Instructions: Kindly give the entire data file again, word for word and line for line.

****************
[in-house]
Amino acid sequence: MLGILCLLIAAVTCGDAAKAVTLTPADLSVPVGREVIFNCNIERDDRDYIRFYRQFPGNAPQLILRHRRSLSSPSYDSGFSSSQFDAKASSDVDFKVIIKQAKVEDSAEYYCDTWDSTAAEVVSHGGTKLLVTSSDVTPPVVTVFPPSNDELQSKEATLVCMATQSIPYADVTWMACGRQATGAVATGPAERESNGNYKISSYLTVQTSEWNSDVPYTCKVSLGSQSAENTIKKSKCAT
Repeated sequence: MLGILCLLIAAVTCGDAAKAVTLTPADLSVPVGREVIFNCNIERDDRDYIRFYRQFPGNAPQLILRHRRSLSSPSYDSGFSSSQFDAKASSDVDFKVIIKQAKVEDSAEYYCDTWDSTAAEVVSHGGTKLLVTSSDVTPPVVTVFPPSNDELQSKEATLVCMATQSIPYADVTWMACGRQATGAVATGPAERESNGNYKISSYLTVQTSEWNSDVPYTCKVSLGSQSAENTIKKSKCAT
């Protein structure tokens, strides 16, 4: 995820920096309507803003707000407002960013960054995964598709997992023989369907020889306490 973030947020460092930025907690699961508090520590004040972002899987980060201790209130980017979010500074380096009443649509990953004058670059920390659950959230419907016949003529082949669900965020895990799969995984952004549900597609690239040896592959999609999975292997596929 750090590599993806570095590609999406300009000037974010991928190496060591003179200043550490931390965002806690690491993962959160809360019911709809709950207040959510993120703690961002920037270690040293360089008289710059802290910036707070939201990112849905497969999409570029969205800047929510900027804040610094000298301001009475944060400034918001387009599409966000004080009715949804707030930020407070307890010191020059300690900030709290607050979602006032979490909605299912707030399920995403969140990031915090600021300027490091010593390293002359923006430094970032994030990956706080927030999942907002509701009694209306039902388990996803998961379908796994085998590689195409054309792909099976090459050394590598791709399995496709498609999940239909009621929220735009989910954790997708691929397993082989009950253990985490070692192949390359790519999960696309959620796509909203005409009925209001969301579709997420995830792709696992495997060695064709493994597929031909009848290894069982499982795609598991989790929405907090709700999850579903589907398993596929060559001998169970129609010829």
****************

[in-house]
Amino acid sequence: MLGILCLLIAAVTCGDAAKAVTLTPADLSVPVGREVIFNCNIERDDRDYIRFYRQFPGNAPQLILRHRRSLSSPSYDSGFSSSQFDAKASSDVDFKVIIKQAKVEDSAEYYCDTWDSTAAEVVSHGGTKLLVTSSDVTPPVVTVFPPSNDELQSKEATLVCMATQSIPYADVTWMACGRQATGAVATGPAERESNGNYKISSYLTVQTSEWNSDVPYTCKVSLGSQSAENTIKKSKCAT
Repeated sequence: MLGILCLLIAAVTCGDAAKAVTLTPADLSVPVGREVIFNCNIERDDRDYIRFYRQFPGNAPQLILRHRRSLSSPSYDSGFSSSQFDAKASSDVDFKVIIKQAKVEDSAEYYCDTWDSTAAEVVSHGGTKLLVTSSDVTPPVVTVFPPSNDELQSKEATLVCMATQSIPYADVTWMACGRQATGAVATGPAERESNGNYKISSYLTVQTSEWNSDVPYTCKVSLGSQSAENTIKKSKCAT
């Protein structure tokens, strides 16, 4: 995820920096309507803003707000407002960013960054995964598709997992023989369907020889306490 973030947020460092930025907690699961508090520590004040972002899987980060201790209130980017979010500074380096009443649509990953004058670059920390659950959230419907016949003529082949669900965020895990799969995984952004549900597609690239040896592959999609999975292997596929 750090590599993806570095590609999406300009000037974010991928190496060591003179200043550490931390965002806690690491993962959160809360019911709809709950207040959510993120703690961002920037270690040293360089008289710059802290910036707070939201990112849905497969999409570029969205800047929510900027804040610094000298301001009475944060400034918001387009599409966000004080009715949804707030930020407070307890010191020059300690900030709290607050979602006032979490909605299912707030399920995403969140990031915090600021300027490091010593390293002359923006430094970032994030990956706080927030999942907002509701009694209306039902388990996803998961379908796994085998590689195409054309792909099976090459050394590598791709399995496709498609999940239909009621929220735009989910954790997708691929397993082989009950253990985490070692192949390359790519999960696309959620796509909203005409009925209001969301579709997420995830792709696992495997060695064709493994597929031909009848290894069982499982795609598991989790929405907090709700999850579903589907398993596929060559001998169970129609010829």